Echem has worked on landmark structures, such as the American Academy Museum of Motion Pictures and the Guggenheim Museum. Although the company is best known for its work with historic steel-frame and reinforced concrete structures, it also works on new construction. "We’re not limited by structure types," Crevello says. Echem has also expanded into the energy sector, finding solutions for high-voltage transmission lines, concrete substructures, and issues specific to concrete and energy transmission.
No matter the market, the goal remains to have a great mix of interesting projects for her team. "I couldn’t be happier with what we’ve done in the last year," Crevello says of Echem’s most recent work. "We’ve just had the best of the best projects."
Echem receives a variety of accolades for its expertise, including the American Council of Civil Engineers Diamond Award for Engineering Excellence, presented to WSP and Echem for its work on the Brooklyn-Queens Expressway. "We worked with WSP on an extensive evaluation where, through the scientific models we gave them, they then projected forward when the bridge was going to not be able to take certain trucks," Crevello explains. "The work we do allows people to understand timeframes for deterioration, and that is critical for a structure that needs to be either repaired or taken out of service in the future."
Echem has also been recognized by the Illinois Institute of Classical Architecture, the California Preservation Foundation®, and the International Concrete Repair Institute®.
A Model for Other Women
Women are well-represented in historic preservation engineering and architecture. However, the clients in infrastructure and energy fields are predominately engineers. Crevello says there are fewer female principals in large engineering firms, though she sees this changing.
Crevello has three degrees and a unique scientific background as an architectural conservator with training in corrosion science. "I was the first architectural conservator to be trained in electrochemistry for the diagnosis and repair of building envelopes and now we’ve got one other woman specialized in this," Crevello says. She used this distinction to set her business apart from the competition.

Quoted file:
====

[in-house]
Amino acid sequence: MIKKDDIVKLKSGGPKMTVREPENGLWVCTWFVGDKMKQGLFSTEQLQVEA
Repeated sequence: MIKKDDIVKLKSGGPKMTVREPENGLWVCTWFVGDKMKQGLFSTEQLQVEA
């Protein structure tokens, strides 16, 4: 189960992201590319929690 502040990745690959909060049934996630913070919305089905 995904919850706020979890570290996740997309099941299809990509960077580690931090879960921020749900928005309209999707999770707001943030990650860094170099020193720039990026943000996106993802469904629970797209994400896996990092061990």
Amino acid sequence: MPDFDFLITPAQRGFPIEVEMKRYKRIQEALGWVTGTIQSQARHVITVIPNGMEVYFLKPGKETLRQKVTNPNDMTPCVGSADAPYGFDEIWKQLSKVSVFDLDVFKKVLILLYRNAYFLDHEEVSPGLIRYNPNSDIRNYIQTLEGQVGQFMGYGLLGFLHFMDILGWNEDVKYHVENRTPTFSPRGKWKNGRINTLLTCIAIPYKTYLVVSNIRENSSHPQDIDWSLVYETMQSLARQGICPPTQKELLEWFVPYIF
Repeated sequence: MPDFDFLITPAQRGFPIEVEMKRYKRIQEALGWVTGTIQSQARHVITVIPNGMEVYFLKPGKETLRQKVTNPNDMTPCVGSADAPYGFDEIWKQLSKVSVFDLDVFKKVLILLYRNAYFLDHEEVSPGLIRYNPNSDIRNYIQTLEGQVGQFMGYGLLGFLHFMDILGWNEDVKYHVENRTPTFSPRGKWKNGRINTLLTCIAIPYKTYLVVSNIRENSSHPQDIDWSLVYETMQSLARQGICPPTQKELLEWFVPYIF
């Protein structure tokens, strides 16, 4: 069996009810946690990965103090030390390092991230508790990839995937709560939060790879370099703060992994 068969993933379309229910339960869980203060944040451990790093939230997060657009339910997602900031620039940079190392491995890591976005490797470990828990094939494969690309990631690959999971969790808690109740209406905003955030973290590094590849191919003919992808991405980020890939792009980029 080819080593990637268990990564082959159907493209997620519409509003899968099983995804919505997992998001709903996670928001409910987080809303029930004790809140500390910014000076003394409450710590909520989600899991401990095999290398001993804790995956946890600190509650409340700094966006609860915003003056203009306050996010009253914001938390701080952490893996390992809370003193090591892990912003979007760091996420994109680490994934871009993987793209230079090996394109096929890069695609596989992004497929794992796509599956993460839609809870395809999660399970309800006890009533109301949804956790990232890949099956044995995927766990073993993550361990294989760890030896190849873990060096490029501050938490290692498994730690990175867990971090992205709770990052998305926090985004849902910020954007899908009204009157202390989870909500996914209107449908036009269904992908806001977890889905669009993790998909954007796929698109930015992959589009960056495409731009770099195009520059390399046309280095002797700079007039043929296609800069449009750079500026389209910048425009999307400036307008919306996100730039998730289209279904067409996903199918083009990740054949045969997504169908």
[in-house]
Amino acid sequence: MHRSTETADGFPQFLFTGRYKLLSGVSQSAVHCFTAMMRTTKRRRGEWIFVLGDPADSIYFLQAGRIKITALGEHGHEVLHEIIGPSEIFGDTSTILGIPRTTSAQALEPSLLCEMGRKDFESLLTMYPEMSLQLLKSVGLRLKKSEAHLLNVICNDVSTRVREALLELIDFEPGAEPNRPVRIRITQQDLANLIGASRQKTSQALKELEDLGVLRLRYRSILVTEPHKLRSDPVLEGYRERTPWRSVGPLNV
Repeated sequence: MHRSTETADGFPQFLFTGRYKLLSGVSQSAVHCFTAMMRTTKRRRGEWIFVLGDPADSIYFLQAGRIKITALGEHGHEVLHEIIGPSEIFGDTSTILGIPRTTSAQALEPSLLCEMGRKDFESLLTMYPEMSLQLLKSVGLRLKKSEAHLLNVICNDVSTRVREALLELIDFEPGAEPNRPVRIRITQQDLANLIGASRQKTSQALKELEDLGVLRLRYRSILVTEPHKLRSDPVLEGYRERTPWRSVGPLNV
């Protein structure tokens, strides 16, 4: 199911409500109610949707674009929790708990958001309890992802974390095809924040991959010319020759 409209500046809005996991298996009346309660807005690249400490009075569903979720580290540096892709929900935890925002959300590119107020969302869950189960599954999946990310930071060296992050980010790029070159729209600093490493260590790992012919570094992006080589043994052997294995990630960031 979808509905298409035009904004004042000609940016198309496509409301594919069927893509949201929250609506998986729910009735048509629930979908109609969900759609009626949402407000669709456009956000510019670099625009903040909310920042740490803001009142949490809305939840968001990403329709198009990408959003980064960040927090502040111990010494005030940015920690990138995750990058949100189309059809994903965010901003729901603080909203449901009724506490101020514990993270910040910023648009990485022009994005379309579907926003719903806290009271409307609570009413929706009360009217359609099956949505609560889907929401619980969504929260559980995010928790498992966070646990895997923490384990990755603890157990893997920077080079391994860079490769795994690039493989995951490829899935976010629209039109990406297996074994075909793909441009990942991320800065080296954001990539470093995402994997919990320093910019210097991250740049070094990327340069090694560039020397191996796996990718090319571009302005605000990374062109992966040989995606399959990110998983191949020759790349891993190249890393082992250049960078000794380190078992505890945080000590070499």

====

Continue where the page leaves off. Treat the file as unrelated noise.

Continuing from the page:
Crevello recognizes her responsibility as a successful woman business owner in her field. To fulfill that obligation, she strives to maintain a technical staff with a 60:40 female-to-male ratio. "We recently had four projects with 100 percent female investigation teams on major infrastructure and historic landmark projects of international renown," she says.
She has recently been elected as the President of the Board of Directors of the Association for Preservation Technology International, a prestigious industry organization.
She encourages her staff to be active in related organizations to give back while also shedding light on the unique capabilities of a woman-owned firm.
"I was the first architectural conservator to be trained in electrochemistry for the diagnosis and repair of building envelopes and now we’ve got one other woman specialized in this.
– Gina Crevello
In addition to WBE certification, Echem has benefited from a strong relationship with Key4Women for the last several years. "There’s just been such a wonderful outpouring of support from KeyBank in general, that when they gave us the opportunity to become involved with Key4Women and really start to network and learn more about business strategies, we took the opportunity," Crevello says. "I’ve sent a few of my younger staff (to events) as well so that they can learn and try to pick up some business skills and different opportunities to foster growth."
Crevello has sage words for any woman considering her own business, whatever the field. "Take advantage of programs offered by organizations focused on minority- and women-owned businesses. Get involved and learn as much as you can. Don’t comply if someone tries to steer you from your area of expertise. You know your strengths better than anyone."